Graduate Profile: Jim Pemberton, MTS

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The first Pemberton in my line to come to the New World was James Pemberton. He helped to plant the historic Old South Church in Boston in 1669 as a Puritan Congregational church. That family name has come to me. Today the Old South Church is theologically opposed to that of its founding. While that congregation has fallen away, the preservation of God’s people has not. My grandfather, Martin Pemberton, Sr., was among a group of elders that pastored several churches in a small association of Baptist churches in southern Kentucky. I know that he prayed for the salvation of his children and his grandchildren.

I’m originally from the Midwestern countryside near Greenville, Ohio. I first came to faith and was baptized in a Church of the Brethren, the denomination of my mother. After moving south to Statesville, North Carolina, my mother passed away and my father remarried.

My new stepmother was Lutheran, and we joined her church. Although I was catechized with Luther’s small catechism, I was not well-discipled. After a failed attempt at college my first year, I joined the Marines. Toward the end of my tour of duty, I was deployed to the wilderness in Saudi Arabia to participate with my unit in Desert Storm. God was faithful during that deployment to send two brothers to disciple me.

Upon my return home, I returned to school studying physics and then Bible. God was convicting me that I needed to be involved in ministry of some kind. I went home after that and married a girl from my Lutheran church. We started addressing the theological differences we had with the Lutheran Church and observed the steady decline of the denomination into liberalism. We left the Lutherans and sought out a sound Baptist congregation, Western Avenue Baptist Church. Although Lutherans are not particularly Reformed, Luther himself was on his way. The first line of the Brief Order for Confession and Forgiveness in the old, green Lutheran Book of Worship states, “We confess that we are in bondage to sin and cannot free ourselves.” That led me to read Luther’s Bondage of the Will. Our new Baptist church in which we currently serve has many leaders in it who are explicitly reformed, including the senior pastor, Jeff Spry. He was the Minister of Education in the church when we joined and taught a series on Reformed Theology that I attended. I was ready to hear and accept those doctrines.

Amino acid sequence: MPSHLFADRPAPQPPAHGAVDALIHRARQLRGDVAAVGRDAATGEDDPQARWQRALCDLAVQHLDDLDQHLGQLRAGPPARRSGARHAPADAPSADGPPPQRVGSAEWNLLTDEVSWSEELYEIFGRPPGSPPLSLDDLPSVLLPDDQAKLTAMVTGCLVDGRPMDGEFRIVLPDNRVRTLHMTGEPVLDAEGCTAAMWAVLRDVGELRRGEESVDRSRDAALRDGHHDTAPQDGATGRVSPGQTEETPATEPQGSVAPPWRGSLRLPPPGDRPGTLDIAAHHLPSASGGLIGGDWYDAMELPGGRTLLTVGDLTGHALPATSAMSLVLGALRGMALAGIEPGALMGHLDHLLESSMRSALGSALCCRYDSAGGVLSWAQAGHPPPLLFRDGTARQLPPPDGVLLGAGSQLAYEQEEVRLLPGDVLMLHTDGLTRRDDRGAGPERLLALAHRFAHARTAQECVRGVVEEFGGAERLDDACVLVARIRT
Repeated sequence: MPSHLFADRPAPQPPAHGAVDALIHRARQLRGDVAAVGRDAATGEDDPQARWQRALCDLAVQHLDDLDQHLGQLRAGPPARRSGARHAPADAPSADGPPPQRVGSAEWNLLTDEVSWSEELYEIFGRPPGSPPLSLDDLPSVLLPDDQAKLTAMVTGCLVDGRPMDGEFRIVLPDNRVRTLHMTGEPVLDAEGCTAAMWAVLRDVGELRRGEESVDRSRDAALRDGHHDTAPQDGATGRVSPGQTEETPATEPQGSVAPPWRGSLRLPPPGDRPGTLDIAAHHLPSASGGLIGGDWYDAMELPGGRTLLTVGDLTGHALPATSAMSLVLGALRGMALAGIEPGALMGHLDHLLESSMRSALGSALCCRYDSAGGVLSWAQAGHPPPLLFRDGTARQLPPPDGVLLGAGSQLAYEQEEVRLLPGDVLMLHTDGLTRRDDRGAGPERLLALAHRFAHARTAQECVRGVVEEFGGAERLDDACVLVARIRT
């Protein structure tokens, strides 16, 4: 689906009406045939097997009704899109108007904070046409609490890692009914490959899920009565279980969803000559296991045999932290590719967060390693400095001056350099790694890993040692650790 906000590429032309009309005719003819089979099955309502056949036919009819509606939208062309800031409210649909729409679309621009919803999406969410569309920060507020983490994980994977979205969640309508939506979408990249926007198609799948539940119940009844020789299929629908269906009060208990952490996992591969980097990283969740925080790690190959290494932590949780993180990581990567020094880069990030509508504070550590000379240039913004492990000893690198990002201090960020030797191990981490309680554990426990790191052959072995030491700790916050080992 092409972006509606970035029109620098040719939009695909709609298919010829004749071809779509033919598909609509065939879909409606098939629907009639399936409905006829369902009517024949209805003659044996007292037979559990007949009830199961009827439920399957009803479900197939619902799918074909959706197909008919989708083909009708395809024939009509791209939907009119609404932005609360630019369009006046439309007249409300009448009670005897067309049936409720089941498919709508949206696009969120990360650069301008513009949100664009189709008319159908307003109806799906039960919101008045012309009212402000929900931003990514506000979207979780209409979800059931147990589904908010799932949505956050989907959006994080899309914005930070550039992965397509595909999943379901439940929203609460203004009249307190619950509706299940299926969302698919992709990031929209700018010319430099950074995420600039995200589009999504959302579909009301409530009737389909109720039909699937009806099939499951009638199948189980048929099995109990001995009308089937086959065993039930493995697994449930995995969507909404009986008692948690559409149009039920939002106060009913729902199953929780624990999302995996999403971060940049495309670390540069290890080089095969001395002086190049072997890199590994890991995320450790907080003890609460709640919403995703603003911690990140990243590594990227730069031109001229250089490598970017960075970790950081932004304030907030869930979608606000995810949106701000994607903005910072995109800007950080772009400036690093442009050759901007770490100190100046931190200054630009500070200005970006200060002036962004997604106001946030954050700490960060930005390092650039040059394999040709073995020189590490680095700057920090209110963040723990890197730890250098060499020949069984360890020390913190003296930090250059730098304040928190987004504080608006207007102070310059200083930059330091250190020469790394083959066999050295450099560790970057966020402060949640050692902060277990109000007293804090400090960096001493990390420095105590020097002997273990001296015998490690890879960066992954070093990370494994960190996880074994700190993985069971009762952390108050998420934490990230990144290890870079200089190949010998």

I have taught several series of my own in the church and have taught many times now in the mission field. My wife and I have an ongoing ministry to Latin America. We have also been involved in Child Evangelism Fellowship and mission efforts in Asia, Europe, Africa, and the Middle East. I currently serve on the deacon board of our church that has recently voted to move to an elder-led model. Reformed Baptist Seminary has been instrumental in my understanding of the issues as we pursue this change of polity to bring our church more in line with the Scriptures.

For the future, my heart is to expand my mission efforts into areas of the world where churches that have been planted are faltering because they have not been led to pursue the great commission in their areas. My heart is to strengthen these churches through discipleship into sound doctrine, and devotion to Christ in obedience to our call. The people in these churches often have access to places where Americans cannot go, and they are vital to taking the Gospel into those places. Equipped with what God has provided through Reformed Baptist Seminary, my prayer is that God will make many more opportunities available to build up churches around the world. Although some churches may fail, God will not.